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Saving lives, supporting families

NHS staff praise Maternity Engagement Programme, independent report reveals

19th January 2019

Our world-first pioneering programme to reduce the number of stillbirths, neonatal admissions and deaths resulting from multiple pregnancies is being praised by midwives, obstetricians and sonographers at Maternity Units across England.

Tamba’s Maternity Unit Engagement Programme ensures mums expecting twins, triplets or more, are treated in line with NICE multiple pregnancy guidelines, as it is proven this can save lives.

Our interim report in the summer of 2018 showed that if all Maternity Units in England performed the same as the best performing ones in the group of 30 Tamba worked with, then 63 babies’ lives could be saved every year. Figures also showed that £4 million could be saved by the NHS each year as a result of fewer neonatal admissions.

Now an independent evaluation of the programme reveals that 90% of respondents involved said: “if we hadn’t done the Maternity Engagement Project we would not have achieved as much positive change.”

This is great news and everyone at Tamba, staff, volunteers and the people we support, should be proud.

The evaluation shows 81% confirming continuity of care for women expecting multiples had improved and 69% said team working between obstetricians, midwives and sonographer had improved – both key priorities identified in Better Births and for the NHSE’s Maternity Transformation team.

Three quarters of the units involved agreed that the Maternity Engagement Programme was the catalyst for positive change in care for women expecting multiples and that the understanding of what is required to deliver the best possible care to multiple pregnancy families had improved.

Keith Reed, CEO of Tamba, said: “This is the clearest indication yet that our work with maternity units has been welcome, positive and successful.

“Tamba’s midwifery consultants with specialist expertise and knowledge of multiple births, go into the units to conduct the audits and feedback shows that they offered wonderful support, were incredibly helpful, focussed, knowledgeable, committed and non-judgemental.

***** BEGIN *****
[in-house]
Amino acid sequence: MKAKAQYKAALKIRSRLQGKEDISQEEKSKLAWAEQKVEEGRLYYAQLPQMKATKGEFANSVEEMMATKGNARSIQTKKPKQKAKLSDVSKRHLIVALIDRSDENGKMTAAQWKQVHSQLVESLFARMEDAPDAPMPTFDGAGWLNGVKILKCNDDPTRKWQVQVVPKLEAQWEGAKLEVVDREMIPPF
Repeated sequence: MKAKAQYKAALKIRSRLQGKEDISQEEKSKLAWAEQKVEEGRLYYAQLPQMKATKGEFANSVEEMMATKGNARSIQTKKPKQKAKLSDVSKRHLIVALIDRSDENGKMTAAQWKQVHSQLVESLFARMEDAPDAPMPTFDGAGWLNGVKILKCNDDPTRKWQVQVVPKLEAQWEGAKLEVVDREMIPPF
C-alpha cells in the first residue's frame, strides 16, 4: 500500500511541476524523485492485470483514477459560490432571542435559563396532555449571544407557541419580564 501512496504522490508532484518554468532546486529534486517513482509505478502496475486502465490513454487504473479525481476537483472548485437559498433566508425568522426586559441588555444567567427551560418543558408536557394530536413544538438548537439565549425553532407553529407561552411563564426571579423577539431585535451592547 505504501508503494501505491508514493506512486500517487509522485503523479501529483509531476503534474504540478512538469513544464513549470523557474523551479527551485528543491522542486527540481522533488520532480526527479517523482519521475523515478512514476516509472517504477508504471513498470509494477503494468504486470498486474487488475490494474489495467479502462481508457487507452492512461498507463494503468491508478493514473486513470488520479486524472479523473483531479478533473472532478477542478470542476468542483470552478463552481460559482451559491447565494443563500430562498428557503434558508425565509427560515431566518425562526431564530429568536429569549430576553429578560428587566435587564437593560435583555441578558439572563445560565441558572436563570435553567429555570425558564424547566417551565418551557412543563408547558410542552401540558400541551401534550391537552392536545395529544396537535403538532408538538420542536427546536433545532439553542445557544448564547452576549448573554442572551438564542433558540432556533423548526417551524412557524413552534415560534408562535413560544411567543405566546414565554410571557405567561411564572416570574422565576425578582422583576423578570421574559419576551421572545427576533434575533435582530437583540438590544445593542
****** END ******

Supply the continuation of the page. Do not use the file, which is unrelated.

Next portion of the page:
“We also have evidence to show that beyond adhering to the NICE guidance, this programme has generated additional positive outcomes such as increasing the understanding, awareness and profile of effective care for multiple pregnancies within units.

“Similarly, use of multiple growth charts does not appear in NICE guidance – however they were a resource several units introduced during the project.”

One midwife said: “Because the audit was so positive, news travelled to senior management. They were dumbfounded we had done so well in a service where we hadn’t put any resources. I finally found people were listening – [care for multiples] wasn’t just “another” specialty in midwifery. People finally sat up and listened.”

Another said: “The project helped to identify the gaps – that was really valuable. Nothing was provided for these high-risk women who end up in hospital. We were providing lots of things for lots of other high-risk pregnancies but not for these poor women – when we said that it was an eye opener.”

Recommending others participate in the programme was used as a proxy for overall satisfaction and 82% would recommend all maternity units get involved.

Keith added: “The fact that the units we worked with intend to sustain the project after it finishes reflects the overall message from this evaluation – that the project was effectively designed and delivered, that it was highly valued and that it has clearly resulted in positive change in the care of multiple pregnancies.”

Tamba now wants to expand the programme to every Maternity Unit in England and we’re working tirelessly to try to secure the £800,000 needed to this.

We have good data to show how this one investment could save the NHS in England £millions and more importantly hundreds of babies’ lives.

Fiveways is an independent consultancy which evaluates the performance of projects and you can read their full report here.

Register with Tamba for free resources

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